Example: It looks as if it will rain soon.
  • For comparison purposes, and often requires a 'double AS'. Note - use sparingly
Example: He was screaming as loud as he could

WHO: A writer's angst being what it is, I had to check out the AS's of a few of my favorite authors. Here's a snapshot look at the AS usage from the first 5 pages of a book by each author. It underscores why they are bestsellers:

Lee Child (The Killing Floor) - Page 2 ( 1 comparison); Page 3 (1 simultaneous) = Total of 2

Nora Roberts (The Perfect Hope) - Page 1 (1 connective); Page 3 (1 comparison); Page 4 (1 state-of-being); Page 5 (2 comparison) = Total of 5

James Rollins (Amazonia) - Page 2 (1 simultaneous); Page 3 (1 connective); Page 5 (3 beginning) = Total of 5

Richard Doetsche (Thieves of Legend) - Page 1 (2 comparison, 1 simultaneous); Page 2 (1 simultaneous); Page 5 (1 beginning) = Total of 5

James Patterson/Michael Ledwidge (Zoo) - Page 2 (2 simultaneous, 1 beginning); Page 3 (2 simultaneous, 1 comparison); Page 4 (1 simultaneous) = Total of 7

It's interesting to note that, of all these writers listed, Lee Child has the leanest AS factor. Not only are his books selling in the eight digits, he's widely lauded for his clean writing style, more so than any of the other authors listed. Plus he's hugely popular with both male and female readers.

You can bet your AS I'll be keeping a close eye on my AS's going forward. On I learn...round and round the writer's mulberry bush, excellence in training.

Alex Sheridan
Author of Treasure Life

Monday, August 20, 2012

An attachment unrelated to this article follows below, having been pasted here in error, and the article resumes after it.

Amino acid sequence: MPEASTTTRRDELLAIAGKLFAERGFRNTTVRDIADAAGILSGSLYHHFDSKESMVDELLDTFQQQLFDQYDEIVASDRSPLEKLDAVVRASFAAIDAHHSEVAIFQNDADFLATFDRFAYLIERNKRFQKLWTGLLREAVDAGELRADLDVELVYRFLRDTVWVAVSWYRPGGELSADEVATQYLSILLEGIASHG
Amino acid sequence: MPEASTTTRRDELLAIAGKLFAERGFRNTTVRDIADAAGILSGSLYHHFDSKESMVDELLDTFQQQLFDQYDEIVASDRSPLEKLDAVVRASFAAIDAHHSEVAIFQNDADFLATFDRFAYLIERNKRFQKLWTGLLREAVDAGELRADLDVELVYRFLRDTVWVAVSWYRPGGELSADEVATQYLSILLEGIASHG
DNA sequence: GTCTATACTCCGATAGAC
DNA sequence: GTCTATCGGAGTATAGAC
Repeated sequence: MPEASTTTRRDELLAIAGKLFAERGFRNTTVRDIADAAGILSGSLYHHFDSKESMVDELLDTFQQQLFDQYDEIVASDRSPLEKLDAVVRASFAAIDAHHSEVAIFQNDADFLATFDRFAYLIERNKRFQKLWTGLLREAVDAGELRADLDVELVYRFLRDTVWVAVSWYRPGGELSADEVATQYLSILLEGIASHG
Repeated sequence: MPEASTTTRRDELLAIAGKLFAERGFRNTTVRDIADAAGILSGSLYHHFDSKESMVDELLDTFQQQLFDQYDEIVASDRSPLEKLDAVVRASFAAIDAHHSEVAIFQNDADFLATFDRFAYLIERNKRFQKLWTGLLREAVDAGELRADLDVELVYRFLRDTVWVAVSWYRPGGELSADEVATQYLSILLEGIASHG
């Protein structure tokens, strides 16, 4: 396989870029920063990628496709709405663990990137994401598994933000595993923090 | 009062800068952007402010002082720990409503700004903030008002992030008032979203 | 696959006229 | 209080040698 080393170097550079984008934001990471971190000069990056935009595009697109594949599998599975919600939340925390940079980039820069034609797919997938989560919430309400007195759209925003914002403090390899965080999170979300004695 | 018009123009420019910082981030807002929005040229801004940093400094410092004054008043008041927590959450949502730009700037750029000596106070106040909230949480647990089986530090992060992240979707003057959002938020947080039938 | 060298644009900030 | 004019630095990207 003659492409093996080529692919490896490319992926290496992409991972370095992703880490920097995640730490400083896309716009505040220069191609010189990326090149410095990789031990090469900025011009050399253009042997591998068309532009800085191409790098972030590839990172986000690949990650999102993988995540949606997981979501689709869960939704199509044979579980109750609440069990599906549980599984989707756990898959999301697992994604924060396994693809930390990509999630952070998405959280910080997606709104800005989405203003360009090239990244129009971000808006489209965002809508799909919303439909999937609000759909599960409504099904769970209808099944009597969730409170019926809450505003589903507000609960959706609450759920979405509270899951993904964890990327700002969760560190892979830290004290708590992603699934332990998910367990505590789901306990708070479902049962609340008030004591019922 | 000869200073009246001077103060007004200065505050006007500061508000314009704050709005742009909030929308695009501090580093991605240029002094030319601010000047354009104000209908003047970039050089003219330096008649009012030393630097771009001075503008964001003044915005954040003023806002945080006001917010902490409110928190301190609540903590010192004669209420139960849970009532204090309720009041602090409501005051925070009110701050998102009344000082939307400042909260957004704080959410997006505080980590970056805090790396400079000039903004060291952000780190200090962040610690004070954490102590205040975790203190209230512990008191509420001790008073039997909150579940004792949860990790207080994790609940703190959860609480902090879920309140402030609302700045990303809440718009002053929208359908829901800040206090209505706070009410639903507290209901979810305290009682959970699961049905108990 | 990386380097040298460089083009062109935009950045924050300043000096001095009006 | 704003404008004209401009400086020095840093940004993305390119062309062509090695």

DEEP DOWN - Book Review of Lee Child's latest Reacher story

Why do you tease me like this Lee? DEEP DOWN (pub. 2012) has got to be the perfect example of how to write a short story/thriller. And what a great short story! The only thing wrong with it is that word 'short' - but at $1.99, it was worth every penny, that's for sure.

I really love that the author has found a way to weave in and out of different times within Jack Reacher's life throughout the series in a completely non-linear way. I sit in awe of Lee Child's ability to mastermind writing a series with that concept cooking. We never know what era of Reacher's life Lee is going to pop us into next, but I've loved every snapshot he's given us.

What I liked best about Deep Down was the way the author plunks Reacher into an uncomfortable political situation, on a mission to unearth a rat without ticking off any of the politicians that the Army is attempting to sway to approve new ammunitions. Even though it's a 'short', Lee makes Reacher have to think and fight in his classic Reacher way.

DEEP DOWN was an easy E-read because of the length. I highly recommend it to all Reacher lovers.        

Friday, August 3, 2012

Finding Round - publishing journey of my third novel

FINDING ROUND is a domestic thriller with scientific elements.  The inspiration for this story is based on the Klerksdorp spheres found in a South African mine. 

Craig Nobel is a dedicated geologist and family man who is living a golden life, but his wife is tired of his constant traveling for work and threatens to unwind the status quo just as their seventeen year-old son comes across small unexplainable spheres found in an African mine.  The discovery sets off an unexpected and life-threatening chain of events for the entire Nobel family.

As Craig fights to save his daughter's life, keep his son out of jail and his marriage together, he learns that the spheres were planted three billion years ago by ancient alien beings.  But were the spheres meant to help or harm humans?  As he races for the answer to the spheres, he must also learn what is truly important in life before it is too late.